Agenda and minutes

Culture and Communities Scrutiny Panel - Thursday 15th April, 2021 1.00 pm

Venue: Virtual Meeting

Contact: Scott Bonner 

No. Item


Declarations of Interest

To receive any declarations of interest.


There were no Declarations of Interest received at this point in the meeting.


Minutes - Culture and Communities Scrutiny Panel - 18 February 2021 pdf icon PDF 233 KB


The minutes of the Culture and Communities Scrutiny Panel held on 18 February 2020 were submitted and approved as a correct record.



Operation Phoenix - Update

Representatives of Cleveland Police will be in attendance to provide an update on Operation Phoenix and the impact it has had.


The Chair welcomed Superintendent Mark Anderson and Sergeant Brian McCarthy to the meeting and invited them to provide their update on Operation Phoenix. 


Superintendent Anderson explained he was responsible for Local Policing south having responsibility for neighbourhood teams in Middlesbrough and Redcar as well as the response teams in those areas.

As part of the presentation the following points were made:


     The operation was ran between 6 July and 25 September but due to its successes the operation was extended to the 30th October.

     The operation was put into place due to high demand over the summer period and to target vulnerable people in the community and to improve public confidence.

     The operation saw over 300 arrests as well as the seizure of half a million pounds worth of drugs and 124 vehicles.

     The operation also saw 114 deployments of the domestic abuse car that provided support to vulnerable people who were victims of domestic abuse. 

     The background of the operation stemmed from the outcome of Her Majesty’s Inspectorate of Constabulary that identified a need for improvement around demand and placing resources where they were needed.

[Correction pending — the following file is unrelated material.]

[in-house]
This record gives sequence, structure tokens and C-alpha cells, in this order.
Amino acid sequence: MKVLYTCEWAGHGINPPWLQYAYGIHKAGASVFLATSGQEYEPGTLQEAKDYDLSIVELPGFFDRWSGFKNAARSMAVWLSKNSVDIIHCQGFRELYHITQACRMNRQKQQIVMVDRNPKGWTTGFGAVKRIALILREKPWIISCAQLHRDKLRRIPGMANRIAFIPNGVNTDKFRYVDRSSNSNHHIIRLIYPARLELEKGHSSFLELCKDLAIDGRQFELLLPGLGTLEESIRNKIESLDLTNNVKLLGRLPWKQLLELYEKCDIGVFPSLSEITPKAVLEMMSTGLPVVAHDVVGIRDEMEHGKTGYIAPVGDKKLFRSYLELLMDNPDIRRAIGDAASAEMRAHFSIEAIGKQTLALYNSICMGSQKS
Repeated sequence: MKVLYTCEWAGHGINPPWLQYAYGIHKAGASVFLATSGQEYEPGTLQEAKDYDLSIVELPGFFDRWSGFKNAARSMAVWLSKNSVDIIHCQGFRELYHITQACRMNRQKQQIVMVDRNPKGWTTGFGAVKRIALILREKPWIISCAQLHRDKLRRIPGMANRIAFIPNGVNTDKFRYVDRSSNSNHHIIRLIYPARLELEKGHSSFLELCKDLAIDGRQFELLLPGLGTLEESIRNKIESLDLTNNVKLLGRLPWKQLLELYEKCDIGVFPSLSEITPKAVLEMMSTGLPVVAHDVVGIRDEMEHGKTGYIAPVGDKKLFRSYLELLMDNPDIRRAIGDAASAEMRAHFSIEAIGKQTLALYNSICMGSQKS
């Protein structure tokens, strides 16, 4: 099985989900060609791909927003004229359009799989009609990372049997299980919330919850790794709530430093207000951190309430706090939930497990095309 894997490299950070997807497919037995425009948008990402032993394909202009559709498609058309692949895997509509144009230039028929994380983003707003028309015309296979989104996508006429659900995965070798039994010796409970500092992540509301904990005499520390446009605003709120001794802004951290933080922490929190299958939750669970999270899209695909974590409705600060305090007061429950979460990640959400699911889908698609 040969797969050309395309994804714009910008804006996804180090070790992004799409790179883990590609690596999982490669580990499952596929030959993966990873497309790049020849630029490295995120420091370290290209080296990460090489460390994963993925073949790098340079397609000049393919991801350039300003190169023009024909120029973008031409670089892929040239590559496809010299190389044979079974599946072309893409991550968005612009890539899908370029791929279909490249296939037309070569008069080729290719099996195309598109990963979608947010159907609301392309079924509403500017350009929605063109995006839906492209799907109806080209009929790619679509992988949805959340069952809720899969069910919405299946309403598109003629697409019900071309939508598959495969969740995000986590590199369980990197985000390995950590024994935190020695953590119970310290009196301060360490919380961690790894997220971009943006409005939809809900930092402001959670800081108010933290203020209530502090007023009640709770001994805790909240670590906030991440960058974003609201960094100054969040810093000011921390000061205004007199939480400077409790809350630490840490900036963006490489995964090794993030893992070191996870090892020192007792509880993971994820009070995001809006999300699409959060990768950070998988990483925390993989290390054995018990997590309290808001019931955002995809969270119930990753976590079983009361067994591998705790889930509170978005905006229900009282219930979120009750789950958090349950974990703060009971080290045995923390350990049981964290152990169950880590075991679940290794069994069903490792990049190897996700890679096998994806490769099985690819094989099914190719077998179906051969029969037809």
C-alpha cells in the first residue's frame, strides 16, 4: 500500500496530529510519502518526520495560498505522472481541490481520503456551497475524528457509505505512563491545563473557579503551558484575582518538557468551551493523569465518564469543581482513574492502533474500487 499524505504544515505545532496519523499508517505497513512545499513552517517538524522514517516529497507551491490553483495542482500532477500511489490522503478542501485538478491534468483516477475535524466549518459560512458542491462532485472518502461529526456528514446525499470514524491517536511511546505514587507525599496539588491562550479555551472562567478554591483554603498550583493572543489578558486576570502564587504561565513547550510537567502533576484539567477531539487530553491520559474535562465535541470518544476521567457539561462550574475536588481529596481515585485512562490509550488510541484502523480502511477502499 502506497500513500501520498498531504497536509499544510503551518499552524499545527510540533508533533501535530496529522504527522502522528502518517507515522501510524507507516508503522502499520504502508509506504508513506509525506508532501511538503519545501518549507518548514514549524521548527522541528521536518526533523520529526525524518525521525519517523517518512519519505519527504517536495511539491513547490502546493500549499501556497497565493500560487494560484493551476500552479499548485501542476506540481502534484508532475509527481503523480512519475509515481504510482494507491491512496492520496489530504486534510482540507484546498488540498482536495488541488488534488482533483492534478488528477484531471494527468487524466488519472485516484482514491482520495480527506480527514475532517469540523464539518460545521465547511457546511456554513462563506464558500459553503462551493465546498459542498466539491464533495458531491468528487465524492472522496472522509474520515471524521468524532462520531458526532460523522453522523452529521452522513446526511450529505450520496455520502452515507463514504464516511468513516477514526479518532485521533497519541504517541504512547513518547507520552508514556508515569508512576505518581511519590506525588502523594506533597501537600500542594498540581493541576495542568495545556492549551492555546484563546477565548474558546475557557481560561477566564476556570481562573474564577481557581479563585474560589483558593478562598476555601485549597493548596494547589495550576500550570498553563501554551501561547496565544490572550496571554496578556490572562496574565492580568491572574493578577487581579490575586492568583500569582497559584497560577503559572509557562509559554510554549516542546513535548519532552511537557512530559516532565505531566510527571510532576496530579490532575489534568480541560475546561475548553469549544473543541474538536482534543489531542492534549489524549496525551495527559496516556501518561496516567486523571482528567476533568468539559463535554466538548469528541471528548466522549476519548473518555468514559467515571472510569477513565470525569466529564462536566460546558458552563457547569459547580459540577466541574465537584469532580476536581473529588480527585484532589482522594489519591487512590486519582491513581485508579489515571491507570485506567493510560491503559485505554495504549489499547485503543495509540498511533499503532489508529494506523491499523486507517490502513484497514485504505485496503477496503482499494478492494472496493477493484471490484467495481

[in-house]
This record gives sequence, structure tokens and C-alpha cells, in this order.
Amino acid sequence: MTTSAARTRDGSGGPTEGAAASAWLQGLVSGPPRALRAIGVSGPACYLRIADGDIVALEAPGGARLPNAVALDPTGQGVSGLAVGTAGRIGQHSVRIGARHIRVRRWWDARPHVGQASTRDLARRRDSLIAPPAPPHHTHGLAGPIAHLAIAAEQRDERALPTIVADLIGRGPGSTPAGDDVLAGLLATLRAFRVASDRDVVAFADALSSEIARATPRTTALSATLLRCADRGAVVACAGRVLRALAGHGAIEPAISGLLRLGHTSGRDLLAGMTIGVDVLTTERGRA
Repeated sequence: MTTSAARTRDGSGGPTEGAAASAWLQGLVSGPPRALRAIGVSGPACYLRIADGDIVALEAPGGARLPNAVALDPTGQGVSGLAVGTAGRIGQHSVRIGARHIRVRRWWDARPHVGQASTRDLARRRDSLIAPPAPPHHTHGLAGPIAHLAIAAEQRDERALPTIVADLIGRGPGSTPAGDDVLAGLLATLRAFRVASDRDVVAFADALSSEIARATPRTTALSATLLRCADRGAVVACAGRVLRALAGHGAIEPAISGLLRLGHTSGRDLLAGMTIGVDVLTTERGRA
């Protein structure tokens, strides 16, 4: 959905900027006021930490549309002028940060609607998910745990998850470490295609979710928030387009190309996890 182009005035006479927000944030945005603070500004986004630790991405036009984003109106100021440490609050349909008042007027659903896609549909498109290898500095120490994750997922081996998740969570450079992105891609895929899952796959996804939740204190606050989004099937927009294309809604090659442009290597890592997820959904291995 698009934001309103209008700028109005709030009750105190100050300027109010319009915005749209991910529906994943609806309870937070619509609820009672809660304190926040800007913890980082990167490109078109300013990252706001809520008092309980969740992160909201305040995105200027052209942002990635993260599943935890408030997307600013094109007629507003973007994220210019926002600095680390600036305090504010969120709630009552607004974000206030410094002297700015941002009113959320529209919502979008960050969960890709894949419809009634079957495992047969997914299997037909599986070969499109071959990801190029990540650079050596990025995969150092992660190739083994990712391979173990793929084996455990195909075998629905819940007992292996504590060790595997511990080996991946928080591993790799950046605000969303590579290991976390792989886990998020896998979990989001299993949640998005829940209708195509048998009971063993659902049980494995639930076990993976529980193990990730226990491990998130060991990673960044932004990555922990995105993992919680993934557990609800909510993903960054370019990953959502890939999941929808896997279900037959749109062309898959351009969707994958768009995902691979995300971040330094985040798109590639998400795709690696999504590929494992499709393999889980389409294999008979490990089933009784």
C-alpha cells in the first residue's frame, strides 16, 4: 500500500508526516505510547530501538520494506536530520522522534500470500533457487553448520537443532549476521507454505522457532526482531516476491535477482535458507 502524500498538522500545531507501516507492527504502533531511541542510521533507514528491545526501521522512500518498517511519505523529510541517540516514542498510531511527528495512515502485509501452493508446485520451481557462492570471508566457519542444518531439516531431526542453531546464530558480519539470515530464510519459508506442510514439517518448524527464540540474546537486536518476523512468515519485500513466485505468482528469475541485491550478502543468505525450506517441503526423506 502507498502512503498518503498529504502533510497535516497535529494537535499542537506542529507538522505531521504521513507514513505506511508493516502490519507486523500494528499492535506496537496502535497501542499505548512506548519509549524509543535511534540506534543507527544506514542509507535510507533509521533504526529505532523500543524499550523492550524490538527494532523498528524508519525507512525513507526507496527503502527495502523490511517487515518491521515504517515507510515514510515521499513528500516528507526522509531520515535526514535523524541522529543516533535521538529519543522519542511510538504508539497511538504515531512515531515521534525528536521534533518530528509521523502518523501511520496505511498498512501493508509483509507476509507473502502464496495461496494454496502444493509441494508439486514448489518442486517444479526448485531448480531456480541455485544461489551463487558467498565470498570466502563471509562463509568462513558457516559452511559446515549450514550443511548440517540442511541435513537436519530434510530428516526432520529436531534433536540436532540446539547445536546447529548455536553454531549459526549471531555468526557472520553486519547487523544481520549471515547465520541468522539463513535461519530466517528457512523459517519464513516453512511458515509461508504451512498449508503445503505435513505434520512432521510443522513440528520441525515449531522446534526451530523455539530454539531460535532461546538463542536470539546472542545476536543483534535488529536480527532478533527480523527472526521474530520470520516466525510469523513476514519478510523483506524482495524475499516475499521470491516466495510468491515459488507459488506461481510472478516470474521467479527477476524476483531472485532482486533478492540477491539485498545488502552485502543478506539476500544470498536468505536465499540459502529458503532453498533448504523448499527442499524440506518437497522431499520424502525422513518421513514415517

Improvements were also identified around problem solving, prevention and engagement with the community to resolve issues speedily.

     Operation phoenix was first conceived in 2019 but and its successes led to its extension and the focus on proactive responses to policing.

     The Police control room could receive up to a thousand calls per day and the actions as part of Operation Phoenix helped to sort those called in the most appropriate manner.

     The operation was broken down into three main strands; crime investigation vulnerability; and proactivity.

     There were several performance measures used to monitor the operation’s outputs, bother operational and financial.

     The operation also relied on letting other key partners, such as Local Authorities, know what progress the operation had made.

     The operation also had a dedicated communications plan that helped to illustrate the work carried out across the Cleveland area.

     In terms of vulnerability there was a need to address the back log of outstanding arrests and this resulted in putting additional resources into sex offender visits and domestic violence incidents, after which the appropriate measures could be put in place to protect victims.

     The protection of vulnerable people was achieved through three teams; the domestic abuse team; the child exploitation team; and the child abuse team.

     By using an intelligence-led proactive response the operation helped to  reduce workloads improve public confidence

     Development of the operation’s priorities and objective as achieved via a research and risk based approach. This allowed for a greater understanding of how to target offenders and allocation of appropriate resources. 

     The operation’s objectives were measured quantitatively which were in turn informed by arrest numbers and victim engagement.